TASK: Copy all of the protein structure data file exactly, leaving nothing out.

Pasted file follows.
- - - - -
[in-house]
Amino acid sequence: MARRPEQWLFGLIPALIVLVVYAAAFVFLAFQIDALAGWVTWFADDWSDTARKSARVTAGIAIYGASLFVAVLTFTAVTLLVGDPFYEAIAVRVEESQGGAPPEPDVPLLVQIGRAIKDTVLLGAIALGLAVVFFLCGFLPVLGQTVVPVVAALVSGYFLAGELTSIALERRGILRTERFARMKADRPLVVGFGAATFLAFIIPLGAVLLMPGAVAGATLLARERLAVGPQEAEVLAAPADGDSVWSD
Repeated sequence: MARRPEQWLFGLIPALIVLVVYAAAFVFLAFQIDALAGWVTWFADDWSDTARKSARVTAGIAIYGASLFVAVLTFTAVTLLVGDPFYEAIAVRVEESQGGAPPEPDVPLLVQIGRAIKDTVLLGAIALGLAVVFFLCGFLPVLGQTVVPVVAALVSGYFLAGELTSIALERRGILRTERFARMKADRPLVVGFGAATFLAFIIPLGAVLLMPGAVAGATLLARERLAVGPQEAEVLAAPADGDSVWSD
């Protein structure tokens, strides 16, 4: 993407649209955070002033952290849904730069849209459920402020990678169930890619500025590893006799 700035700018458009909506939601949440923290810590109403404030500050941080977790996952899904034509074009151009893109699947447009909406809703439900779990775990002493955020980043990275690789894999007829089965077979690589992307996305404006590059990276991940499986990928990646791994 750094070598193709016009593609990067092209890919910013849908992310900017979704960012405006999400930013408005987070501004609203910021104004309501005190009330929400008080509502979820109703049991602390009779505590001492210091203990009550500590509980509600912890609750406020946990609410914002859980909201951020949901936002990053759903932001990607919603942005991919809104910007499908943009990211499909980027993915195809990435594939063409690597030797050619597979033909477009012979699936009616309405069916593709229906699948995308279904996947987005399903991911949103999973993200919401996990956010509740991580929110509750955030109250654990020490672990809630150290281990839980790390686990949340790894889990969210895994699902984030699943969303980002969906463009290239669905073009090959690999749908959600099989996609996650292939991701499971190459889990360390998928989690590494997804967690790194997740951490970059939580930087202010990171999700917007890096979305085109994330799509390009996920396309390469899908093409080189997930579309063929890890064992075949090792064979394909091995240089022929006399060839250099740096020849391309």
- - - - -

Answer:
[in-house]
Amino acid sequence: MARRPEQWLFGLIPALIVLVVYAAAFVFLAFQIDALAGWVTWFADDWSDTARKSARVTAGIAIYGASLFVAVLTFTAVTLLVGDPFYEAIAVRVEESQGGAPPEPDVPLLVQIGRAIKDTVLLGAIALGLAVVFFLCGFLPVLGQTVVPVVAALVSGYFLAGELTSIALERRGILRTERFARMKADRPLVVGFGAATFLAFIIPLGAVLLMPGAVAGATLLARERLAVGPQEAEVLAAPADGDSVWSD
Repeated sequence: MARRPEQWLFGLIPALIVLVVYAAAFVFLAFQIDALAGWVTWFADDWSDTARKSARVTAGIAIYGASLFVAVLTFTAVTLLVGDPFYEAIAVRVEESQGGAPPEPDVPLLVQIGRAIKDTVLLGAIALGLAVVFFLCGFLPVLGQTVVPVVAALVSGYFLAGELTSIALERRGILRTERFARMKADRPLVVGFGAATFLAFIIPLGAVLLMPGAVAGATLLARERLAVGPQEAEVLAAPADGDSVWSD
């Protein structure tokens, strides 16, 4: 993407649209955070002033952290849904730069849209459920402020990678169930890619500025590893006799 700035700018458009909506939601949440923290810590109403404030500050941080977790996952899904034509074009151009893109699947447009909406809703439900779990775990002493955020980043990275690789894999007829089965077979690589992307996305404006590059990276991940499986990928990646791994 750094070598193709016009593609990067092209890919910013849908992310900017979704960012405006999400930013408005987070501004609203910021104004309501005190009330929400008080509502979820109703049991602390009779505590001492210091203990009550500590509980509600912890609750406020946990609410914002859980909201951020949901936002990053759903932001990607919603942005991919809104910007499908943009990211499909980027993915195809990435594939063409690597030797050619597979033909477009012979699936009616309405069916593709229906699948995308279904996947987005399903991911949103999973993200919401996990956010509740991580929110509750955030109250654990020490672990809630150290281990839980790390686990949340790894889990969210895994699902984030699943969303980002969906463009290239669905073009090959690999749908959600099989996609996650292939991701499971190459889990360390998928989690590494997804967690790194997740951490970059939580930087202010990171999700917007890096979305085109994330799509390009996920396309390469899908093409080189997930579309063929890890064992075949090792064979394909091995240089022929006399060839250099740096020849391309």